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Published May 17th, 2017
Our First 100 Days: Lessons from the Lamorinda Community Conversations
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While the rest of the country and world might be looking at Trump's First 100 days, a local group of Lamorinda residents has been looking back on our own First 100 days of the new administration.
Since the campaign season and election that illuminated the divisive nature of politics in our country, a small group of local citizens has been organizing and hosting Community Conversations, in conjunction with Saint Mary's College.
The effort was started when Maura Wolf and Edy Schwartz, both Moraga residents, decided that there was a need for an open-to-all, face-to-face convening. They structured the Community Conversations so that people could be listened to - not debated. Attendees were invited to share what they were thinking and feeling, and eventually discuss with other people who had similar concerns. It wasn't a place for action and mobilization, but it was a place in which people were encouraged to gain clarity about how they might take action with other local or national groups. Saint Mary's College agreed to host the series.
Since the first convening in December, five Community Conversations have been hosted each month, with the last one of the academic year being hosted at the Soda Center at Saint Mary's College in late April. Topics at these gatherings ranged from discussions about crossing divides, to health care, the environment, bias and privilege in the schools, cultivating women's power, sanctuary cities, finding well-being in a turbulent time and many others.
At each one, deep listening and creating thinking were emphasized as critical skills for our current community and political environment. And an intergenerational group was encouraged to attend. This aspect offered new bridges for connection and new energy to the civic conversations. Over the six months the meetings involved over 160 Lamorinda residents. On any given Saturday the group included some mix of middle school, high school and college students, young parents, older residents and seniors.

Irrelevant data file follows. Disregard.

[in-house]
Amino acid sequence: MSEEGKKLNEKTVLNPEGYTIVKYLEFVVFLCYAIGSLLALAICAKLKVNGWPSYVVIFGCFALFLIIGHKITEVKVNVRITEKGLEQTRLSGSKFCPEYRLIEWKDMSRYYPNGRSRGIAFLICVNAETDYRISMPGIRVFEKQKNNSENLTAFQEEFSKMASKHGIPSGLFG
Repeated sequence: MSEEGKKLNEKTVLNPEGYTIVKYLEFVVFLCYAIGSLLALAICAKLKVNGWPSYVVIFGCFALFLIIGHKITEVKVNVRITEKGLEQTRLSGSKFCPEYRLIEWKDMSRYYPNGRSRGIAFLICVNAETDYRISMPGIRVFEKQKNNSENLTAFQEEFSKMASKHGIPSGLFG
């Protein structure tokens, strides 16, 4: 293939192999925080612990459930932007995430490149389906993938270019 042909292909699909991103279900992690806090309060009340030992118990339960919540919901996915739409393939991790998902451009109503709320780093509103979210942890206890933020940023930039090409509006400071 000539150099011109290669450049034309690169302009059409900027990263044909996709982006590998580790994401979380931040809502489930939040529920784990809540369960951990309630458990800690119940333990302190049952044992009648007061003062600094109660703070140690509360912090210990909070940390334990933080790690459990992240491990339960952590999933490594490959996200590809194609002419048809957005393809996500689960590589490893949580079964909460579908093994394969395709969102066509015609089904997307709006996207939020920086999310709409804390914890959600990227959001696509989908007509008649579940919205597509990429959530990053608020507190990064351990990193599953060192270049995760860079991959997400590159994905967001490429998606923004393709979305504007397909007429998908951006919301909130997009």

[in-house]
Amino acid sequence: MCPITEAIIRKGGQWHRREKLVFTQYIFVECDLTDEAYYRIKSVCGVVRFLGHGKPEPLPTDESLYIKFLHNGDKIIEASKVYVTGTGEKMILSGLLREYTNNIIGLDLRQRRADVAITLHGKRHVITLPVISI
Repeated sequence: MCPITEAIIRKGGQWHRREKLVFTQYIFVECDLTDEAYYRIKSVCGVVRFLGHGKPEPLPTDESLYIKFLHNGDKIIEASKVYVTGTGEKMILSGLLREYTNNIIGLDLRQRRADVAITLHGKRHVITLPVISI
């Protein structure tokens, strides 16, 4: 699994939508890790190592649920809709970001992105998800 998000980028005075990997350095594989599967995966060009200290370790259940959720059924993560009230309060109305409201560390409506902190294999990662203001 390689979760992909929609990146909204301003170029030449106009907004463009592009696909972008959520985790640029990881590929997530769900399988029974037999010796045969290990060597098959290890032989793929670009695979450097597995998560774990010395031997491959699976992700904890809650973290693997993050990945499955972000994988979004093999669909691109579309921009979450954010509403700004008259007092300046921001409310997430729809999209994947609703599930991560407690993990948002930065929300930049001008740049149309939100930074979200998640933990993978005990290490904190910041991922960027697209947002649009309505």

Teresa Onoda, mayor of Moraga, noted, "Who does not benefit from learning how to be an active listener especially when you make decisions that affect peoples lives? Jeanette Fritzky (Moraga Town Council), Bob Priebe (Moraga Town Manager) and I have attended most if not all of the Community Conversations at SMC and appreciate that we have a local institution that is helping make Moraga leaders more effective. This is part of how Saint Mary's College and the town are becoming comfortable dance partners."
While the series has concluded for now, the Leadership Center at Saint Mary's College is open to community groups that want to talk about conversations for the future. You can learn more about the effort or contact the Leadership Center here: http://smcleadershipblog.org/2017/04/towards-new-way-civic-engagement-small-town-america/.

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